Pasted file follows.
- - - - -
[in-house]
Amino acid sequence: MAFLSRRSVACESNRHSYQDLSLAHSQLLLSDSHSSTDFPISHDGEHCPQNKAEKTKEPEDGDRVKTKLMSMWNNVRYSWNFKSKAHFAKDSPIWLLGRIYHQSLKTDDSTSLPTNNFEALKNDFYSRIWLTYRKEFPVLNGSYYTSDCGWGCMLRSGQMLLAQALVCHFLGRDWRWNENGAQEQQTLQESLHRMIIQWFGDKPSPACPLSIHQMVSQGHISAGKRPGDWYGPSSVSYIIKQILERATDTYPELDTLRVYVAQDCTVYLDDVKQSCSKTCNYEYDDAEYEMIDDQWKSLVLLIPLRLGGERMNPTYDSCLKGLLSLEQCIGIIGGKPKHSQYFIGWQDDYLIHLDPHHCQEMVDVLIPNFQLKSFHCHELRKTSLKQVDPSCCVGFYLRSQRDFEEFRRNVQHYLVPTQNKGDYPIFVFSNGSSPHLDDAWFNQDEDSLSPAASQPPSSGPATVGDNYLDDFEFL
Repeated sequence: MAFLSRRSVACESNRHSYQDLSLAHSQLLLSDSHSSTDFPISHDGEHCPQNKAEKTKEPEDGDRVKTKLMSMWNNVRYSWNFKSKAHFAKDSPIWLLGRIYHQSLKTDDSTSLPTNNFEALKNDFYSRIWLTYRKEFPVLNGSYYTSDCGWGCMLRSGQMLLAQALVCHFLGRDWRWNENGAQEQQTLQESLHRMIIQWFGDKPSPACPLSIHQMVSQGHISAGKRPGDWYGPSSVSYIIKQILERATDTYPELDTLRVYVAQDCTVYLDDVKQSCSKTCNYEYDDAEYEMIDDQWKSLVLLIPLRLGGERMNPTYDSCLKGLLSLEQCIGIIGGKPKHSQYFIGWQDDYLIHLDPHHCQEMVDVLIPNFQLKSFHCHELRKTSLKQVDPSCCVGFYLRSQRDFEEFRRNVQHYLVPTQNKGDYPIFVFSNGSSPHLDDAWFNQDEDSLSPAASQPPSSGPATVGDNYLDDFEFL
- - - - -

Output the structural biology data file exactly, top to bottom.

[in-house]
Amino acid sequence: MAFLSRRSVACESNRHSYQDLSLAHSQLLLSDSHSSTDFPISHDGEHCPQNKAEKTKEPEDGDRVKTKLMSMWNNVRYSWNFKSKAHFAKDSPIWLLGRIYHQSLKTDDSTSLPTNNFEALKNDFYSRIWLTYRKEFPVLNGSYYTSDCGWGCMLRSGQMLLAQALVCHFLGRDWRWNENGAQEQQTLQESLHRMIIQWFGDKPSPACPLSIHQMVSQGHISAGKRPGDWYGPSSVSYIIKQILERATDTYPELDTLRVYVAQDCTVYLDDVKQSCSKTCNYEYDDAEYEMIDDQWKSLVLLIPLRLGGERMNPTYDSCLKGLLSLEQCIGIIGGKPKHSQYFIGWQDDYLIHLDPHHCQEMVDVLIPNFQLKSFHCHELRKTSLKQVDPSCCVGFYLRSQRDFEEFRRNVQHYLVPTQNKGDYPIFVFSNGSSPHLDDAWFNQDEDSLSPAASQPPSSGPATVGDNYLDDFEFL
Repeated sequence: MAFLSRRSVACESNRHSYQDLSLAHSQLLLSDSHSSTDFPISHDGEHCPQNKAEKTKEPEDGDRVKTKLMSMWNNVRYSWNFKSKAHFAKDSPIWLLGRIYHQSLKTDDSTSLPTNNFEALKNDFYSRIWLTYRKEFPVLNGSYYTSDCGWGCMLRSGQMLLAQALVCHFLGRDWRWNENGAQEQQTLQESLHRMIIQWFGDKPSPACPLSIHQMVSQGHISAGKRPGDWYGPSSVSYIIKQILERATDTYPELDTLRVYVAQDCTVYLDDVKQSCSKTCNYEYDDAEYEMIDDQWKSLVLLIPLRLGGERMNPTYDSCLKGLLSLEQCIGIIGGKPKHSQYFIGWQDDYLIHLDPHHCQEMVDVLIPNFQLKSFHCHELRKTSLKQVDPSCCVGFYLRSQRDFEEFRRNVQHYLVPTQNKGDYPIFVFSNGSSPHLDDAWFNQDEDSLSPAASQPPSSGPATVGDNYLDDFEFL